This Oil & Gas Service Company Might Deliver a High Yield to Investors
Anh is a member of The Motley Fool Blog Network -- entries represent the personal opinion of the blogger and are not formally edited.
Schlumberger (NYSE: SLB) has appreciated significantly since the end of June, from around $71.60 per share to nearly $83.80 per share. With that gain, Schlumberger has now appreciated nearly 21% this year, a bit higher than the S&P 500’s return of 18.90%. The recent gain was due to its impressive second-quarter earnings and its big share buyback plan. Let’s take a closer look to see whether or not investors should buy Schlumberger’s shares at its current price.
Consistent cash generation with a conservative capital structure
Schlumberger, founded in 1926, is the global leader in technology and integrated project management in the oil & gas industry, operating in three main business segments: Reservoir Characterization, Drilling, and Production. Most of its revenue, $15.97 billion, or 37.9% of the total revenue, was generated from the Drilling segment. The Production segment ranked second with $14.87 billion in sales, while Reservoir Characterization contributed the least with $11.4 billion in 2012 revenue. Interestingly, the Reservoir Characterization segment enjoyed the highest operating margin, with the highest income before taxes of $3.2 billion.
What I like about Schlumberger is its consistent positive cash flow generation and a strong balance sheet. Operating cash flow has increased from $2.1 billion in 2003 to $6.8 billion in 2012, while the free cash flow rose from $1 billion to nearly $1.78 billion during the same period. Investors would feel safe with Schlumberger due to its conservative capital structure. As of June 2013, it had $37 billion in equity, more than $5.9 billion in cash and short-term investments, and only around $12 billion in total debt.
Possibility of a decent total yield
Since 2003, Schlumberger has also paid consistently growing dividends to shareholders. The dividend per share has risen from $0.38 per share in 2003 to $1.38 per share in 2012. Moreover, the company has also returned cash to shareholders via share repurchase activities. In the past five years, Schlumberger has spent as much as $7.8 billion to retire more than 105 million shares.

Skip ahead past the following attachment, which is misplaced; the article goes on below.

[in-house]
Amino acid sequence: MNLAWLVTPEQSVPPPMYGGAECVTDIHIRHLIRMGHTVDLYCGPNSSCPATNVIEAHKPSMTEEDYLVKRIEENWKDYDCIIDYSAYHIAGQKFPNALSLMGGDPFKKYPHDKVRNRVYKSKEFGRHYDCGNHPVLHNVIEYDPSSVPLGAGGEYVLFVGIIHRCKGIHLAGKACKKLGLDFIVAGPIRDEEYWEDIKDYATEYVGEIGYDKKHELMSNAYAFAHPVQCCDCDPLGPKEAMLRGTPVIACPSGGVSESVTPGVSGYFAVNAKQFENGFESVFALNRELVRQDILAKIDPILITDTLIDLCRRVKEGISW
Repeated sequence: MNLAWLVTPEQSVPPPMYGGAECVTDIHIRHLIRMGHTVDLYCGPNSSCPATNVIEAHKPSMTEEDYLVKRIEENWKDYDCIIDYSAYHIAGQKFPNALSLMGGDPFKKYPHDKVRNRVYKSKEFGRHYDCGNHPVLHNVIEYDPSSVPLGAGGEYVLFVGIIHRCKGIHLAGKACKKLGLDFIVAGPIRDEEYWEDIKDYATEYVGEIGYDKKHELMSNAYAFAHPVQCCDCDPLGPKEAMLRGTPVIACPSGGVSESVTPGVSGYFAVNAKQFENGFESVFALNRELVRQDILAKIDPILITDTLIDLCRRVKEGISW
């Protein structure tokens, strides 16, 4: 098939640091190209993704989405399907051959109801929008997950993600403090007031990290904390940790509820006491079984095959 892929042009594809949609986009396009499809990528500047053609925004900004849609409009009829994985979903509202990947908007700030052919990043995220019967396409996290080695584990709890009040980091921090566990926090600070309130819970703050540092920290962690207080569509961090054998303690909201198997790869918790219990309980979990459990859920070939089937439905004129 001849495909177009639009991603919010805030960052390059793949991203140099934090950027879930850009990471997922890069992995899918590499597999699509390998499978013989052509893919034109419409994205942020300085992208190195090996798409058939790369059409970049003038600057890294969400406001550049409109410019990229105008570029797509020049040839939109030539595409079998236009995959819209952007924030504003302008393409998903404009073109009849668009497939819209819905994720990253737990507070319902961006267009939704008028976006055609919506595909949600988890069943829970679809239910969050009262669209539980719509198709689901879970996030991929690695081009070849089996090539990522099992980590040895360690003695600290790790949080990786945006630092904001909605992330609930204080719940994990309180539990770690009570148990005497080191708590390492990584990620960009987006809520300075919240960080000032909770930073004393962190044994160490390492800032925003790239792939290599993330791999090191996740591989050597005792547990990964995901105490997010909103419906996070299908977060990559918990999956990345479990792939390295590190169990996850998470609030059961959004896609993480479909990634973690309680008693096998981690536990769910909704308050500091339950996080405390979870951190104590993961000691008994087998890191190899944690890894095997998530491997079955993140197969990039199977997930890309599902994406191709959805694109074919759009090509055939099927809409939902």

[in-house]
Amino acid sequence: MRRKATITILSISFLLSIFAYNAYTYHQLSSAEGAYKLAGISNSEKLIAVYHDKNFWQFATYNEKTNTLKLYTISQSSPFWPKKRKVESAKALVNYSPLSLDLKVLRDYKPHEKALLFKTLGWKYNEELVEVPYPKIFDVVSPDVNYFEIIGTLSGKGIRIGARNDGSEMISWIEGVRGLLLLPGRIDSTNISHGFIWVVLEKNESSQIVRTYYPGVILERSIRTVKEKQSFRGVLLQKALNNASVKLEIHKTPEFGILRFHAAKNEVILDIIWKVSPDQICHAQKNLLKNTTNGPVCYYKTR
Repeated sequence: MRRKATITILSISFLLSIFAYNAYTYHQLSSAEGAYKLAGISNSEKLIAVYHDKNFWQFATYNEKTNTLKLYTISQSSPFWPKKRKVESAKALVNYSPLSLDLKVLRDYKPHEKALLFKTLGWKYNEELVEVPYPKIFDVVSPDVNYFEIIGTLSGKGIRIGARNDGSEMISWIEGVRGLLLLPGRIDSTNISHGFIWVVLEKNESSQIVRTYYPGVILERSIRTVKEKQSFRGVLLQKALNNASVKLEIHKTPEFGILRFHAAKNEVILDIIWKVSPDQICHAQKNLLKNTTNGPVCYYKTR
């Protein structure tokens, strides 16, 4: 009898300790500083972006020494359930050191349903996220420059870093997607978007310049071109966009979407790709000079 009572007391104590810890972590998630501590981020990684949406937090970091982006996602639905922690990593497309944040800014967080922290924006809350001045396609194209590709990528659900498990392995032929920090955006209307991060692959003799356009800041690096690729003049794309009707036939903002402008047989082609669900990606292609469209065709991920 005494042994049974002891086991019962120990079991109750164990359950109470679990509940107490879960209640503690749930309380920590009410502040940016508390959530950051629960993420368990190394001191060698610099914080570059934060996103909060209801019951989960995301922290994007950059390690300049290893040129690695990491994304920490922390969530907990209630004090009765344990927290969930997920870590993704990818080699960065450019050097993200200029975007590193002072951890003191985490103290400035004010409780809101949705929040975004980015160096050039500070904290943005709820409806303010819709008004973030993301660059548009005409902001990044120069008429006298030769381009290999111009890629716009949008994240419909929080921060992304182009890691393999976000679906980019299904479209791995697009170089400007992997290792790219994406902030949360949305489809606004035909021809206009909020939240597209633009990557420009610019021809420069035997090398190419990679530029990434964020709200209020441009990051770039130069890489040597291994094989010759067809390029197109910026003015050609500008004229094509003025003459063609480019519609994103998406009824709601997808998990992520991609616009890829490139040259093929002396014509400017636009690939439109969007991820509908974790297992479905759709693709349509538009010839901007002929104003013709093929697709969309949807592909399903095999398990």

The company also expects to return much more cash to investors via its new share repurchase plan of $10 billion. At nearly $83.80 per share, Schlumberger is worth around $111 billion. The market values the company at 9.3 times its trailing EBITDA (earnings before interest, taxes, depreciation, and amortization). A new $10 billion will yield as much as 9% to investors. Including a 1.6% dividend yield, the total yield reaches 10.60%.
Schlumberger seems to deserve the highest valuation
Compared to its smaller peers, including Halliburton (NYSE: HAL) and Weatherford International (NYSE: WFT), Schlumberger is the most expensively valued. Halliburton is trading around $45.10 per share with a total market cap of more than $42 billion. The market values Halliburton at 7.9 times its trailing EBITDA. Halliburton has also returned decent cash to shareholders via dividends and share buyback activities.
Recently, the company increased its dividend by 39% and raised the repurchase authorization to $5 billion. At the current price, Halliburton yields 1.10% while the $5 billion share buyback would yield as much as 11.90%. Looking forward, David Lesar, the company’s Chairman and CEO, is targeting the international market as the main growth driver to offset the weak demand in North America.
Weatherford is trading at around $14.30 per share with a total market cap of nearly $11 billion. The market values Weatherford at 8.2 times its trailing EBITDA. Looking forward, the company expects to increase its spending in unconventional activities including tight oil, tight gas, shale, and oil sands, from 13% in 2003 to 39% in 2017, with a total spending amount of $137 billion in 2017. For full year 2013, Weatherford expects to spend around 8%-10% revenue while the top line is estimated to experience double-digit growth.
Schlumberger seems to deserve a higher valuation with its highest profitability. The company has delivered the highest return on invested capital at 11.60% while the return on invested capital of Halliburton and Weatherford are 9.07% and (4.97)%, respectively.
My Foolish take
With the positive outlook of the oil industry and expansion in the international markets, Schlumberger is set to deliver a decent return in the long run for patient investors. Moreover, investors could also get a decent total yield of as much as 10.6%, including dividend and a $10 billion potential share buyback.
Anh HOANG has no position in any stocks mentioned. The Motley Fool recommends Halliburton. Try any of our Foolish newsletter services free for 30 days. We Fools may not all hold the same opinions, but we all believe that considering a diverse range of insights makes us better investors. The Motley Fool has a disclosure policy. Is this post wrong? Click here. Think you can do better? Join us and write your own!